Um Denkmäler zu bewahren und Altbauten für eine zeitgemäße Nutzung instand zu setzen, sind Lösungen notwendig, die den Eigenschaften und dem Erhaltungszustand der Gebäude angepasst sind. Dazu ist ein Grundwissen über historische Baustoffe erforderlich. Reparaturmaterialien interagieren physikalisch und chemisch mit dem Bestand. Falsche Reparaturversuche können Schäden verschlimmern oder neue Schäden hervorrufen. Dieses Buch ist eine Baustoffkunde der seit Jahrtausenden gebräuchlichen Materialien Lehm, Kalk, Gips, Naturstein und Ziegel. Behandelt werden außerdem Zementmörtel und historische Betone sowie unterschiedliche Farben und Pigmente. Ein Kapitel ist dem Asbest gewidmet. Der Autor beschreibt die Geschichte der Entstehung oder Herstellung dieser Baustoffe, ihre stoffliche Zusammensetzung und die Materialeigenschaften. Ein wesentlicher Teil des Buches befasst sich mit naturwissenschaftlichen Grundlagen und Analysemethoden, mit denen Materialzusammensetzungen bestimmt und Schadensursachen aufgeklärt werden können. Dieses Grundwissen benötigen Planer, damit sie baustoffkundliche Untersuchungen gezielt beauftragen und fundierte Entscheidungen für Maßnahmen zum Schutz, zur Konservierung oder zur Instandsetzung treffen können. Das Buch ist Teil der Reihe »Erhalten historisch bedeutsamer Bauwerke - Empfehlungen für die Praxis«. Diese Buchreihe stellt in thematisch abgegrenzten Einzelbänden konzeptionell-entwurfliche und bautechnisch-konstruktive Methoden für einen behutsamen Umgang mit historischer Bausubstanz vor, bei dem Eingriffe auf das wirklich Notwendige beschränkt werden. Sie gründet auf einer gleichnamigen, vor genau 20 Jahren von Fritz Wenzel und Joachim Kleinmanns herausgegebenen Publikationsreihe, in der die Ergebnisse des Sonderforschungsbereichs 315 »Erhalten historisch bedeutsamer Bauwerke - Baugefüge, Konstruktionen, Werkstoffe« veröffentlicht wurden.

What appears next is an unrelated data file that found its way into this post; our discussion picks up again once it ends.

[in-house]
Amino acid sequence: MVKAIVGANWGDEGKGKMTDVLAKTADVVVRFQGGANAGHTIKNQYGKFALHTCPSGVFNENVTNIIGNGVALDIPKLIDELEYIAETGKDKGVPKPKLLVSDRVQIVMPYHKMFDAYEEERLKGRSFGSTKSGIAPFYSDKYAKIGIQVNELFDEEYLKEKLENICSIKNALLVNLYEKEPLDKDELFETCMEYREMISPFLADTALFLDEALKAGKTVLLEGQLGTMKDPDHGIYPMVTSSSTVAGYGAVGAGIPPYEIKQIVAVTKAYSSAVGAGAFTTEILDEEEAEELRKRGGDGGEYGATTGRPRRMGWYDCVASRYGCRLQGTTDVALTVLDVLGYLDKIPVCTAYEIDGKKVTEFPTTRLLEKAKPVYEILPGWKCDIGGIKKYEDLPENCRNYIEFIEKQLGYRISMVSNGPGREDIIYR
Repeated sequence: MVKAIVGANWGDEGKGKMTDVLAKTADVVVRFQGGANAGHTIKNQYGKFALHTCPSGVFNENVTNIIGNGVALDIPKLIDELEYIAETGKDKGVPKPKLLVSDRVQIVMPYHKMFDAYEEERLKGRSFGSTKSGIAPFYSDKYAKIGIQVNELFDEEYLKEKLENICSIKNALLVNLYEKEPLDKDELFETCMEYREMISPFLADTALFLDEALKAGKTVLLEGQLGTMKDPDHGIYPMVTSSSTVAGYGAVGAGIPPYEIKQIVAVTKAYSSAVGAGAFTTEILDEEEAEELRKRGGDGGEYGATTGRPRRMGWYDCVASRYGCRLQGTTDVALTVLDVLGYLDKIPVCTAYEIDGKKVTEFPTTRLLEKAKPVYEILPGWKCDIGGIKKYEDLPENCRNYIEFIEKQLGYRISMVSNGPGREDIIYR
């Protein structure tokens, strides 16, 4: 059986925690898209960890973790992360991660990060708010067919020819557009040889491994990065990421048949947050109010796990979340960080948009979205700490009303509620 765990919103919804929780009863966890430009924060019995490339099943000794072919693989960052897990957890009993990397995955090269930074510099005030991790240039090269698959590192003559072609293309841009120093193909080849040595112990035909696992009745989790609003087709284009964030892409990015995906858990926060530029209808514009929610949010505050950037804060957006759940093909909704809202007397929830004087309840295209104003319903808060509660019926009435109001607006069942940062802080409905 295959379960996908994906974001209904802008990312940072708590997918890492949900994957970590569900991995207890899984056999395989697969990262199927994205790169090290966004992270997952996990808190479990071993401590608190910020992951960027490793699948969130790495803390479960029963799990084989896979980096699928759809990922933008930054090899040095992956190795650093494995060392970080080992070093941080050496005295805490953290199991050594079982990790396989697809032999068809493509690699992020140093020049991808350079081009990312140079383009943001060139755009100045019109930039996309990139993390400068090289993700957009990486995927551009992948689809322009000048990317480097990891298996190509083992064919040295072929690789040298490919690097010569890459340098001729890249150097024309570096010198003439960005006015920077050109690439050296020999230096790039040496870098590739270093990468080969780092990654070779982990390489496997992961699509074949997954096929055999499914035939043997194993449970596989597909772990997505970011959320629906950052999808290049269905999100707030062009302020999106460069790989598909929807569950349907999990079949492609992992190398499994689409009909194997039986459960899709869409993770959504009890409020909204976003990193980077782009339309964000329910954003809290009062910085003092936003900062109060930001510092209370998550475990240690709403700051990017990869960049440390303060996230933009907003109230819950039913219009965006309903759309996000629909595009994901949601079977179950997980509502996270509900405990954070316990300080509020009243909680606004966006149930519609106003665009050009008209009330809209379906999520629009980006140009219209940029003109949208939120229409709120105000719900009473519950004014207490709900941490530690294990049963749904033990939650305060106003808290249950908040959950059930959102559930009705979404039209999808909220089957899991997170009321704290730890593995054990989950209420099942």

Place, publisher, year, edition, pages
Stuttgart, Germany: Fraunhofer IRB Verlag, 2021. p. 350 Edition: 1
Keywords
Cultural heritage, building materials, durability, conservation
National Category
History of Technology Architectural Engineering Other Materials Engineering
Identifiers
urn:nbn:se:ri:diva-58141 (URN)978-3-7388-0503-1 (ISBN)978-3-7388-0503-1 (ISBN)
Available from: 2022-01-10 Created: 2022-01-10 Last updated: 2022-02-08Bibliographically approved
Lundgren, M., Plusquellec, G. & Mueller, U. (2021). Optimizing blended binders with slag or fly ash for improved sulfate resistance. Borås
Open this publication in new window or tab >>Optimizing blended binders with slag or fly ash for improved sulfate resistance
2021 (English)Report (Other academic)
Abstract [en]

The report presents an investigation of the role of the sulfate balance in blended binders with slag (ground granulated blast furnace type, GGBS) or fly ash (low calcium type) in achieving improved sulfate resistance (SR) when using non-SR CEM I. The investigation involved experiments with sulfate-doped vs. undoped blended binders, pastes and mortars with and without exposure to sulfate attack, which was induced by immersion in Na2SO4 solution using a laboratory method. The results reveal the benefit of a sulfate level adjustment to promote improved behaviour during sulfate attack: doped blends yielded lower expansion during sulfate attack and reduced internal damage compared to undoped alternatives. Sulfate-doping increased the potential of slag and fly ash to mitigate sulfate attack with non-SR cement.

Place, publisher, year, edition, pages
Borås: , 2021. p. 73
Series
RISE Rapport ; 2021:81
National Category
Building Technologies
Identifiers
urn:nbn:se:ri:diva-57315 (URN)978-91-89385-71-9 (ISBN)